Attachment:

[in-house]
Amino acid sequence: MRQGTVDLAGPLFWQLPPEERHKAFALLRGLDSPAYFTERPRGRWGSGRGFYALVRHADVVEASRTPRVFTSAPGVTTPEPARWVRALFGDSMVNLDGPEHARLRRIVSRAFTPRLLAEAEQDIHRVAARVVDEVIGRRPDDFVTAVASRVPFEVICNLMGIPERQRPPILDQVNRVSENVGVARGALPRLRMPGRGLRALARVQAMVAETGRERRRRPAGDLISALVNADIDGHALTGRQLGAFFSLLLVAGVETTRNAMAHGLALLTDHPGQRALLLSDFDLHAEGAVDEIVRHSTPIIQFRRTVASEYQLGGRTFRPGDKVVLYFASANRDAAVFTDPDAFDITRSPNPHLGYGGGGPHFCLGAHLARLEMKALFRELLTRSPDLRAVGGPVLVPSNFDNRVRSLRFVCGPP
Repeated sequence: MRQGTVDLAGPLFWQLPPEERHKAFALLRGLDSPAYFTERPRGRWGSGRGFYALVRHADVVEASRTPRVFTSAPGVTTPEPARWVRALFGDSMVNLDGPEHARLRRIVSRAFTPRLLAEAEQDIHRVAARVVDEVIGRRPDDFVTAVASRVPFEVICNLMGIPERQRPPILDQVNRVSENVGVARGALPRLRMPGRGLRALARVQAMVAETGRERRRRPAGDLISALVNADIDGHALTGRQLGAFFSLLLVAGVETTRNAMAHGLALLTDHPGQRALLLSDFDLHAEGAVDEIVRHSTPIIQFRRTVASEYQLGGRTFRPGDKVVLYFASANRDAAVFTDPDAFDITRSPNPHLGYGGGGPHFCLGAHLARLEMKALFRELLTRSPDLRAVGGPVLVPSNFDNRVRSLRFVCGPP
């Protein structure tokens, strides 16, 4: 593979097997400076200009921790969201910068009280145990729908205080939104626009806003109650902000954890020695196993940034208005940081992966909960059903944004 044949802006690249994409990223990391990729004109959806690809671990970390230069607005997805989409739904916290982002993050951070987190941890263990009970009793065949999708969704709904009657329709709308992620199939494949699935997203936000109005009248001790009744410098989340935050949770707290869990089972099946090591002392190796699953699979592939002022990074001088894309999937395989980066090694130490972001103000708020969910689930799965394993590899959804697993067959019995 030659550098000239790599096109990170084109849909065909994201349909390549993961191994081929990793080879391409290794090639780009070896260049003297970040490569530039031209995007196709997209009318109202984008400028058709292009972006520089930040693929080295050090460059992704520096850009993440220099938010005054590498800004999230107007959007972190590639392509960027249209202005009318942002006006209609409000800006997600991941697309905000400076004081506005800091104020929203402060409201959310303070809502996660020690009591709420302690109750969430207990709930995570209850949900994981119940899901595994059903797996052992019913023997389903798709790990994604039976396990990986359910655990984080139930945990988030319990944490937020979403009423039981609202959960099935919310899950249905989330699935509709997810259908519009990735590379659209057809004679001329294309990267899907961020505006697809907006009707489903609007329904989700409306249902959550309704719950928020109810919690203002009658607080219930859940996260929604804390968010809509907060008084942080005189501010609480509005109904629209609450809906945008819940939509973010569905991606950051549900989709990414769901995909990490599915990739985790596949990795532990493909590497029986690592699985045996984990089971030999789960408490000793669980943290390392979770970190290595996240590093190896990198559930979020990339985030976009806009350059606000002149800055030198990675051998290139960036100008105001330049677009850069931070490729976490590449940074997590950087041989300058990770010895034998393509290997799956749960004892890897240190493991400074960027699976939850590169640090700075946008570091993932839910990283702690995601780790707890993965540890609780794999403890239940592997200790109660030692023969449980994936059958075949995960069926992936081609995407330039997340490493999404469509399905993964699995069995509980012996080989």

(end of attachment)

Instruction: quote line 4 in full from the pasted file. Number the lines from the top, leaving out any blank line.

């Protein structure tokens, strides 16, 4: 593979097997400076200009921790969201910068009280145990729908205080939104626009806003109650902000954890020695196993940034208005940081992966909960059903944004 044949802006690249994409990223990391990729004109959806690809671990970390230069607005997805989409739904916290982002993050951070987190941890263990009970009793065949999708969704709904009657329709709308992620199939494949699935997203936000109005009248001790009744410098989340935050949770707290869990089972099946090591002392190796699953699979592939002022990074001088894309999937395989980066090694130490972001103000708020969910689930799965394993590899959804697993067959019995 030659550098000239790599096109990170084109849909065909994201349909390549993961191994081929990793080879391409290794090639780009070896260049003297970040490569530039031209995007196709997209009318109202984008400028058709292009972006520089930040693929080295050090460059992704520096850009993440220099938010005054590498800004999230107007959007972190590639392509960027249209202005009318942002006006209609409000800006997600991941697309905000400076004081506005800091104020929203402060409201959310303070809502996660020690009591709420302690109750969430207990709930995570209850949900994981119940899901595994059903797996052992019913023997389903798709790990994604039976396990990986359910655990984080139930945990988030319990944490937020979403009423039981609202959960099935919310899950249905989330699935509709997810259908519009990735590379659209057809004679001329294309990267899907961020505006697809907006009707489903609007329904989700409306249902959550309704719950928020109810919690203002009658607080219930859940996260929604804390968010809509907060008084942080005189501010609480509005109904629209609450809906945008819940939509973010569905991606950051549900989709990414769901995909990490599915990739985790596949990795532990493909590497029986690592699985045996984990089971030999789960408490000793669980943290390392979770970190290595996240590093190896990198559930979020990339985030976009806009350059606000002149800055030198990675051998290139960036100008105001330049677009850069931070490729976490590449940074997590950087041989300058990770010895034998393509290997799956749960004892890897240190493991400074960027699976939850590169640090700075946008570091993932839910990283702690995601780790707890993965540890609780794999403890239940592997200790109660030692023969449980994936059958075949995960069926992936081609995407330039997340490493999404469509399905993964699995069995509980012996080989």